On May 4, the EIDL opened up again to allow farm and agricultural businesses to apply (they were made eligible under the new appropriation). 

Q: Does the total number of employees and wages have to match week to week?

A. No. This is not a requirement.

Q: Can the total number of employees and wages be the same by the end of the eight weeks?

A: Yes.

Q: Does a 32 hour work week count as full time?

A: Further guidance is expected on this question. We do know now that for purposes of loan eligibility, the CARES Act defines the term employee to include “individuals employed on a full-time, part-time, or other basis.”

A borrower must therefore calculate the total number of employees, including part-time employees, when determining their employee headcount for purposes of the eligibility threshold.

For example, if a borrower has 200 full-time employees and 50 part-time employees each working 10 hours per week, the borrower has a total of 250 employees.

Importantly, by contrast, for purposes of loan forgiveness, the CARES Act uses the standard of “full-time equivalent employees” to determine the extent to which the loan forgiveness amount will be reduced in the event of workforce reductions.

Q: Please explain the rehiring exemption—specifically regarding whether the number of employees have to be the same by June 30 even if the eight week period is over prior to that date.

A: This is an area where we also expect further guidance.

We do know that In new guidance, it was announced that Treasury intends to issue an interim final rule excluding laid-off employees whom the borrower offered to rehire (for the same salary/wages and same number of hours) from the CARES Act’s loan forgiveness reduction calculation.

The interim final rule will specify that, to qualify for this exception, the borrower must have made a good faith, written offer of rehire, and the employee’s rejection of that offer must be documented by the borrower.

Employees and employers should be aware that employees who reject offers of re-employment may forfeit eligibility for continued unemployment compensation. 

Q: What restrictions do credit unions have for administering PPP or other federal assistance programs for smaller manufacturers?

A: PPP dollars can be disbursed from any federally-insured financial institution.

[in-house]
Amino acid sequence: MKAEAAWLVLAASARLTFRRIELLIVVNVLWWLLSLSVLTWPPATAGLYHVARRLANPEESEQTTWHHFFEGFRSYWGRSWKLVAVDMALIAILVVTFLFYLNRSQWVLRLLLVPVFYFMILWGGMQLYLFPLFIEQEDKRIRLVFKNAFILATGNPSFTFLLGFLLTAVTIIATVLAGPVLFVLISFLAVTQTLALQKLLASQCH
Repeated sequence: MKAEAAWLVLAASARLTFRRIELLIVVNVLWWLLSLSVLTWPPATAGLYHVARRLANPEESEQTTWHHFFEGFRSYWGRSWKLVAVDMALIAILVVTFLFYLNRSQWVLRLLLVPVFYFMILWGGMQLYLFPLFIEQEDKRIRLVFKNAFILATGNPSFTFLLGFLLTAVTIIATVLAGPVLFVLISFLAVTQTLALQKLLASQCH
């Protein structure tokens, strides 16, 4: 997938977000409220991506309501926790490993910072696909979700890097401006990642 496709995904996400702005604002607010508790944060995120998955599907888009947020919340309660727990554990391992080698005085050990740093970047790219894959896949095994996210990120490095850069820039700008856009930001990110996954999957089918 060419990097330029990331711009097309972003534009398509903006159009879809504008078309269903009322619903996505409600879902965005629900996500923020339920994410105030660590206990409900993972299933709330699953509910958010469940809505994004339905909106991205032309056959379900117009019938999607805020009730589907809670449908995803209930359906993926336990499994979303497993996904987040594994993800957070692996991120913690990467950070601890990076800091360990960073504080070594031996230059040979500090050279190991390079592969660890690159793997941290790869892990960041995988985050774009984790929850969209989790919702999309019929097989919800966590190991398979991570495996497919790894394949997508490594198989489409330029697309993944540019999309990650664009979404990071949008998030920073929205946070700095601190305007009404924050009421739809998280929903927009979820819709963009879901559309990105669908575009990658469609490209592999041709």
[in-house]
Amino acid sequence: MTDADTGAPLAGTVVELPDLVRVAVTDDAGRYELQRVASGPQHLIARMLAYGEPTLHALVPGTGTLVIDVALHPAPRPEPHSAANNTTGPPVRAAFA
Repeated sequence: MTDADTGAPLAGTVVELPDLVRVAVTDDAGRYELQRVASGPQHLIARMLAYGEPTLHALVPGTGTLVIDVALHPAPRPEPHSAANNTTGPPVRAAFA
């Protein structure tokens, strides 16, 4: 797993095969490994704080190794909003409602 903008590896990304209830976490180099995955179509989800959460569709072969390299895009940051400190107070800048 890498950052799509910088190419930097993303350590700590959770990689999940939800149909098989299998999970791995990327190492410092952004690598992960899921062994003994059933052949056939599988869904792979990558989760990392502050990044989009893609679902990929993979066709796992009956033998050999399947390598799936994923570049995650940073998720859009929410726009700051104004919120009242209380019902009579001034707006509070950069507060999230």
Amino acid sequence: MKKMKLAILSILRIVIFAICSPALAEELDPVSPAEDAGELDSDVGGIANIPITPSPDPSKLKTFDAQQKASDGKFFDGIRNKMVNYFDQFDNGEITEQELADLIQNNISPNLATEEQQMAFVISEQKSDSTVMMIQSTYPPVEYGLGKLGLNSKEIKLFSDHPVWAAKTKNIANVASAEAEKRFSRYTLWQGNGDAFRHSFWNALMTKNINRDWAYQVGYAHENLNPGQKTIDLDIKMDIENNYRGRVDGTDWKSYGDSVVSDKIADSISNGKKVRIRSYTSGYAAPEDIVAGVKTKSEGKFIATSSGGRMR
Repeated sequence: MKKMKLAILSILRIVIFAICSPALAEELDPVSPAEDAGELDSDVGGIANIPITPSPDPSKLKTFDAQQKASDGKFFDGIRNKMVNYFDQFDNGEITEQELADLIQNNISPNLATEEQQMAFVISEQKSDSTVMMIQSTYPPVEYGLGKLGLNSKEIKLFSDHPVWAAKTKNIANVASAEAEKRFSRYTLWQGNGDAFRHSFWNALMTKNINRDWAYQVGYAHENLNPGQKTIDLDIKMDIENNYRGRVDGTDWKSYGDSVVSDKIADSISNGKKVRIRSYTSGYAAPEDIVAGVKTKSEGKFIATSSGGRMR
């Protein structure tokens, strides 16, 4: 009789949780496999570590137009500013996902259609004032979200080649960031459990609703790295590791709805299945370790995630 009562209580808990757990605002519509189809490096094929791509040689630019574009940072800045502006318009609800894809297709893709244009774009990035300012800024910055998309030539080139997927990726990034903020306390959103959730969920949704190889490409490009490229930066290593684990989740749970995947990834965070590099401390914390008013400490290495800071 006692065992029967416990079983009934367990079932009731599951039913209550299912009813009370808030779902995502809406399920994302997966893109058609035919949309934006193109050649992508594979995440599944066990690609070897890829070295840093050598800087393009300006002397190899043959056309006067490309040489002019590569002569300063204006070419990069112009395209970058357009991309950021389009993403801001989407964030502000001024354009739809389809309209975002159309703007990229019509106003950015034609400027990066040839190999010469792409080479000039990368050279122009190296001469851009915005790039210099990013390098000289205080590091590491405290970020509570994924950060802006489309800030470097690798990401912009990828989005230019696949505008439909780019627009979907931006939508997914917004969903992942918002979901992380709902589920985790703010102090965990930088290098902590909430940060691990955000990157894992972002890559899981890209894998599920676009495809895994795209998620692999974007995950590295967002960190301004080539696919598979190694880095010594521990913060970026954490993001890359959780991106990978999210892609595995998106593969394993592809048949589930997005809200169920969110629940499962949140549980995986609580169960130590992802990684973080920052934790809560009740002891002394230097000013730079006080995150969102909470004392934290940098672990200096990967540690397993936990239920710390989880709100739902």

Additionally, as community-focused institutions with specific fields of membership, credit unions often exercise flexibility in helping their members address workplace financial challenges.

However, not all credit unions participate in commercial lending.

Q: From the banking community’s perspective, how are things proceeding with the second round of PPP lending versus the first round?

A: Administering the PPP program is evolving along a continuum as more guidance is issued and more experience is gained in processing applications. There is not a major distinction between the first and second PPP authorizations.

Businesses should keep in mind that to the extent their PPP expenditures are subsequently deemed not to be forgiven as a grant, those expenses will be administered as a loan with 1% interest for a period of 18 months, with no prepayment penalties.

Businesses should be keeping detailed records of all their PPP expenses over the coming weeks as such documentation will ultimately be sought by the lending institution through which the funds were accessed.

Q: We heard the IRS ruled the forgiven portion of the PPP loan will be treated as normal taxable income and that was not what Congress intended. Will this change with Congressional action or is it a done deal?

A: The IRS issued guidance April 30 stating that expenses related to forgivable PPP loans are not tax deductible. IRS Notice 2020-32 declares that expenses resulting in forgiveness of a PPP loan are not tax deductible in order to prevent a “double tax benefit.”

However, the Treasury Department is reviewing the policy and it is possible Congress could pass legislation to address this apparent inconsistency with the intent of the CARES Act.

Businesses should not currently anticipate such a change. 

Additionally, states have the opportunity to pass legislation to treat income differently than federal law for purposes of state tax liability.

However, Connecticut generally follows the federal rules with respect to taxable income.

Making such a change in Connecticut may be unlikely this year given rapidly expanding revenue shortfall projections and what will likely be a highly streamlined legislative special session this summer.

Q: Liability has become a hot topic. Businesses and schools and others are making a strong case that they will be hesitant to reopen unless there is some kind of safe harbor around a set of procedures. 

A: At the federal level, negotiations continue between legislative leaders on the next iteration of the CARES Act. The issues resolve around prioritizing more state and local aid and calls for focusing on liability protections for employers.

There almost certainly will be a third round of CARES funding ultimately approved by Congress, which likely means there will be elements of both party’s priorities incorporated into the legislation. 

Congressman Himes recognizes the problem and is anxious to learn more about strategy options for providing small businesses with some liability protection when they reopen.

For more information, contact CBIA’s Eric Brown (860.244.1900) | @CBIAericb